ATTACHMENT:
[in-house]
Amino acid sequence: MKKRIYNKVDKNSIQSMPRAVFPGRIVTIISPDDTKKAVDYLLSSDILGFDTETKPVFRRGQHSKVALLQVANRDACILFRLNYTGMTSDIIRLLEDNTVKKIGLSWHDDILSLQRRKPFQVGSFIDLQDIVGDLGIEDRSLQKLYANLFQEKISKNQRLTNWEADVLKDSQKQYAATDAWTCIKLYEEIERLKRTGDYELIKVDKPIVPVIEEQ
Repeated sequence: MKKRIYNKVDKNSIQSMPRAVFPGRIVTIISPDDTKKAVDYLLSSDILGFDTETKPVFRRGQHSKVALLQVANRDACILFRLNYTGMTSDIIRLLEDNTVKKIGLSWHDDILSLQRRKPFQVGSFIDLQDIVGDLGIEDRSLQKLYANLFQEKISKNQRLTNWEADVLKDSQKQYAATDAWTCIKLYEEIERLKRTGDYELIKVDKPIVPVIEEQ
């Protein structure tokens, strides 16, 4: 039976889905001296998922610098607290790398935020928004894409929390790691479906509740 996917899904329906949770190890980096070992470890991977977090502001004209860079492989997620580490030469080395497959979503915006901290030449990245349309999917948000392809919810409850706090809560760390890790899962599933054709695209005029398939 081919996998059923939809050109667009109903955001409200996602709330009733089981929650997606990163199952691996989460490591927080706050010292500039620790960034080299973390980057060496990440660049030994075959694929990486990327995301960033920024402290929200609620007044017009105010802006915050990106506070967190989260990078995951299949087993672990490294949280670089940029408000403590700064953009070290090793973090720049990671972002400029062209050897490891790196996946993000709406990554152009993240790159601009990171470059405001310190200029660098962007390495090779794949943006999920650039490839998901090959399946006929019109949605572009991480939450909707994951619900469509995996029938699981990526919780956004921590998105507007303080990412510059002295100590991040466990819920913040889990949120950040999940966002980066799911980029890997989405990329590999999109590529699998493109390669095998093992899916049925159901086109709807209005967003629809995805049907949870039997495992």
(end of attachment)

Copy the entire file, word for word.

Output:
[in-house]
Amino acid sequence: MKKRIYNKVDKNSIQSMPRAVFPGRIVTIISPDDTKKAVDYLLSSDILGFDTETKPVFRRGQHSKVALLQVANRDACILFRLNYTGMTSDIIRLLEDNTVKKIGLSWHDDILSLQRRKPFQVGSFIDLQDIVGDLGIEDRSLQKLYANLFQEKISKNQRLTNWEADVLKDSQKQYAATDAWTCIKLYEEIERLKRTGDYELIKVDKPIVPVIEEQ
Repeated sequence: MKKRIYNKVDKNSIQSMPRAVFPGRIVTIISPDDTKKAVDYLLSSDILGFDTETKPVFRRGQHSKVALLQVANRDACILFRLNYTGMTSDIIRLLEDNTVKKIGLSWHDDILSLQRRKPFQVGSFIDLQDIVGDLGIEDRSLQKLYANLFQEKISKNQRLTNWEADVLKDSQKQYAATDAWTCIKLYEEIERLKRTGDYELIKVDKPIVPVIEEQ
């Protein structure tokens, strides 16, 4: 039976889905001296998922610098607290790398935020928004894409929390790691479906509740 996917899904329906949770190890980096070992470890991977977090502001004209860079492989997620580490030469080395497959979503915006901290030449990245349309999917948000392809919810409850706090809560760390890790899962599933054709695209005029398939 081919996998059923939809050109667009109903955001409200996602709330009733089981929650997606990163199952691996989460490591927080706050010292500039620790960034080299973390980057060496990440660049030994075959694929990486990327995301960033920024402290929200609620007044017009105010802006915050990106506070967190989260990078995951299949087993672990490294949280670089940029408000403590700064953009070290090793973090720049990671972002400029062209050897490891790196996946993000709406990554152009993240790159601009990171470059405001310190200029660098962007390495090779794949943006999920650039490839998901090959399946006929019109949605572009991480939450909707994951619900469509995996029938699981990526919780956004921590998105507007303080990412510059002295100590991040466990819920913040889990949120950040999940966002980066799911980029890997989405990329590999999109590529699998493109390669095998093992899916049925159901086109709807209005967003629809995805049907949870039997495992």